[ Back to EurekAlert! ] Public release date: 17-May-2013
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Study of 'screen time' on mood, memory, and cognition wins top NIH Addiction Science Award

Projects on 'bath salts' and the link between fetal alcohol exposure and diabetes take other honors

An exploration of electronic "screen time" and sleep on mood, memory and learning was given the top Addiction Science Award at the 2013 Intel International Science and Engineering Fair (ISEF)—the world's largest science competition for high school students. The awards are coordinated by the National Institute on Drug Abuse (NIDA), part of the National Institutes of Health, and Friends of NIDA, a coalition that supports NIDA's mission. The Intel ISEF Addiction Science Awards were presented at a ceremony Thursday night at the Phoenix Convention Center.

First place distinction was awarded to Zarin Ibnat Rahman, a high school junior at Brookings High School in Brookings, S.D., for her project, The At-Risk Maturing Brain: Effects of Stress Paradigms on Mood, Memory and Cognition in Adolescents and the Role of the Prefrontal Cortex. The 16 year-old hypothesized that excessive screen time with computers, phones and other electronic devices serves as a stressor ultimately affecting mood, academic performance and poor decision making. She asked 67 teens -- divided into two groups -- to take a series of tests measuring factors such as use of electronic devices, sleep patterns, anxiety, mood, and attention. She concluded that excessive screen time shapes adolescents' sleep patterns, compromising academic success and emotional health. Rahman noted that electronic devices are tools, and like tools, they can be used to build or destroy. She hopes teens will re-think the amount of time they spend on these devices after reading about her project.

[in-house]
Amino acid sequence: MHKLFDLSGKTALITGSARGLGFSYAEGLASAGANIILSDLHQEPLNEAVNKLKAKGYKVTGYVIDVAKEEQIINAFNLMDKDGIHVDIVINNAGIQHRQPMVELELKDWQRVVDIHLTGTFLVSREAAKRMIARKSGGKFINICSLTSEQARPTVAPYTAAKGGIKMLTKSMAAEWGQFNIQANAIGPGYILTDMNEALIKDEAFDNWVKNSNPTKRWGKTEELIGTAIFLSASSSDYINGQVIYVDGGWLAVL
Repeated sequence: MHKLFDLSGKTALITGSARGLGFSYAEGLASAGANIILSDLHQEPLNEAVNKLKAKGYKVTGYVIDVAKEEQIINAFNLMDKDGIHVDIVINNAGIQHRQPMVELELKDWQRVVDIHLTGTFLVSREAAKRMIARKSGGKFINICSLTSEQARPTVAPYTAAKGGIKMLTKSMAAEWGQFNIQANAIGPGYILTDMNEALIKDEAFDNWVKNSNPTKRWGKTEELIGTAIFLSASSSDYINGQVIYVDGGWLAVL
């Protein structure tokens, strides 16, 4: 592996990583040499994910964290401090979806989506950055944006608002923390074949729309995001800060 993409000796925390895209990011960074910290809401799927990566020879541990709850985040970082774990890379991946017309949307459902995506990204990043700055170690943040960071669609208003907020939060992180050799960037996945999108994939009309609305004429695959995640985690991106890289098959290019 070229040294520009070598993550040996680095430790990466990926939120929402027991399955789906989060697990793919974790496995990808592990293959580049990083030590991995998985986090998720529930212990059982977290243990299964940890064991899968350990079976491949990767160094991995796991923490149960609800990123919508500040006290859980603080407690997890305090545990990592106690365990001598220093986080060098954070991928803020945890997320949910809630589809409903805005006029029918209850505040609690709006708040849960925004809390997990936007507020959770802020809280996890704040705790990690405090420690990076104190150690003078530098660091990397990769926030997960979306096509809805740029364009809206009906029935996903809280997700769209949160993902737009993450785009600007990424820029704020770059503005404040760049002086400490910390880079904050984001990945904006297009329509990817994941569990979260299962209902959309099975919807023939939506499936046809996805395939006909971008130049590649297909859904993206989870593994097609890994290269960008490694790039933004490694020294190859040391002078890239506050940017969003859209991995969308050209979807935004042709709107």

"This young scientist identified important risk factors that can cause a teen to stumble on his or her way to adulthood," said NIDA Director Dr. Nora D. Volkow. "By taking a comprehensive look at how the developing teenage brain responds to various stressors of modern teenage life, she was able to make the link between excessive use of electronic devices to sleep deprivation and its consequences."

The second place distinction went to two 17-year olds, Emory Morris Payne and Zohaib Majaz Moonis of the Bancroft School in Worcester, Mass. Their project, The Effect of Ethanol on Beta Cell Development in Zebrafish, made a unique link between alcohol exposure during fetal development and type 1 diabetes. After exposing Zebrafish embryos to increasing concentrations of ethanol (a pure form of alcohol), the team observed the health and function of pancreatic beta cells, which are needed to produce insulin. As the alcohol concentrations increased, more beta cells became degraded. Poor beta cell functioning in the pancreas is directly linked to diabetes, leading the team to conclude there might be a link between alcohol use during pregnancy and type 1 diabetes. Moonis has just graduated from high school and plans to attend New York University; Payne will be a high school senior this fall.